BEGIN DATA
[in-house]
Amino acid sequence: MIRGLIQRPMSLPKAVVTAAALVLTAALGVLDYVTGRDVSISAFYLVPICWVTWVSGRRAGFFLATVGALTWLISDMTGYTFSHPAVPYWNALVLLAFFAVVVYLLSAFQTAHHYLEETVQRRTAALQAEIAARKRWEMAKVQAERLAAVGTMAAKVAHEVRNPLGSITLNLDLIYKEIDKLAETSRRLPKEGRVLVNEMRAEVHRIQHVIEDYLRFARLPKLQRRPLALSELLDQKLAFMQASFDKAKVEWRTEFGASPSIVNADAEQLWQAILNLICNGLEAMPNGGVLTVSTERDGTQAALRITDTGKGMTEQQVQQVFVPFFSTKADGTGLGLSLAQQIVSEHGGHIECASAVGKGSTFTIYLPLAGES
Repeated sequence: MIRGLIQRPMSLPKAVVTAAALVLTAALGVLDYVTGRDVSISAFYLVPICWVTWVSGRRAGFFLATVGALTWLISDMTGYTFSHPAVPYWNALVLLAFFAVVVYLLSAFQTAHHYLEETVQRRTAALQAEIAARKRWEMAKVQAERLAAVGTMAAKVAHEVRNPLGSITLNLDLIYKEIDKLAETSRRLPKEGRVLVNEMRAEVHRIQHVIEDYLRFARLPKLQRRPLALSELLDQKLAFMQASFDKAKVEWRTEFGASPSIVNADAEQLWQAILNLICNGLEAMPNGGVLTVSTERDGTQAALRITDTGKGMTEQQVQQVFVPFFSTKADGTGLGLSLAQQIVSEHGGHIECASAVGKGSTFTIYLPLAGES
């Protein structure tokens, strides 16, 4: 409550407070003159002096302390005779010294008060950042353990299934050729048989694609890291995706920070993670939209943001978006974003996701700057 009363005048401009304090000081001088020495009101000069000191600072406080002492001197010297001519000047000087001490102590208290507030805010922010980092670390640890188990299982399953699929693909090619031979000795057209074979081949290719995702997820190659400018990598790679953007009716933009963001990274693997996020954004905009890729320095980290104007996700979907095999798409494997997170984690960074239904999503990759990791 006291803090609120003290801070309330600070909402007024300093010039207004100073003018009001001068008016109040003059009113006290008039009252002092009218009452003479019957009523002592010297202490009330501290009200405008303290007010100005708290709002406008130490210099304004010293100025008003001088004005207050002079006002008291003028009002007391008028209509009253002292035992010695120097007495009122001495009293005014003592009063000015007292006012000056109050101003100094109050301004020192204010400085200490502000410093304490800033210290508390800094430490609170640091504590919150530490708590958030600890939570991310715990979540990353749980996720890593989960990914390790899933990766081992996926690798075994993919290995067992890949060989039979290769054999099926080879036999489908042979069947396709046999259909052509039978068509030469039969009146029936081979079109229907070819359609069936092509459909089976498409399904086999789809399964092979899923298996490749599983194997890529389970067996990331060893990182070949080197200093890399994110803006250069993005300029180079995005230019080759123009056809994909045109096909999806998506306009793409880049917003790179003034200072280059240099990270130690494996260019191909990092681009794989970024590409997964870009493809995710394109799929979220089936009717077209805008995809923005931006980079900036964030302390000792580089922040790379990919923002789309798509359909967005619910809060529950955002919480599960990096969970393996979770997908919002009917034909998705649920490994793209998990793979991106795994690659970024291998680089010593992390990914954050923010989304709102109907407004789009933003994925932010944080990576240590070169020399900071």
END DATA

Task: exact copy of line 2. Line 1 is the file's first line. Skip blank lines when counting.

Amino acid sequence: MIRGLIQRPMSLPKAVVTAAALVLTAALGVLDYVTGRDVSISAFYLVPICWVTWVSGRRAGFFLATVGALTWLISDMTGYTFSHPAVPYWNALVLLAFFAVVVYLLSAFQTAHHYLEETVQRRTAALQAEIAARKRWEMAKVQAERLAAVGTMAAKVAHEVRNPLGSITLNLDLIYKEIDKLAETSRRLPKEGRVLVNEMRAEVHRIQHVIEDYLRFARLPKLQRRPLALSELLDQKLAFMQASFDKAKVEWRTEFGASPSIVNADAEQLWQAILNLICNGLEAMPNGGVLTVSTERDGTQAALRITDTGKGMTEQQVQQVFVPFFSTKADGTGLGLSLAQQIVSEHGGHIECASAVGKGSTFTIYLPLAGES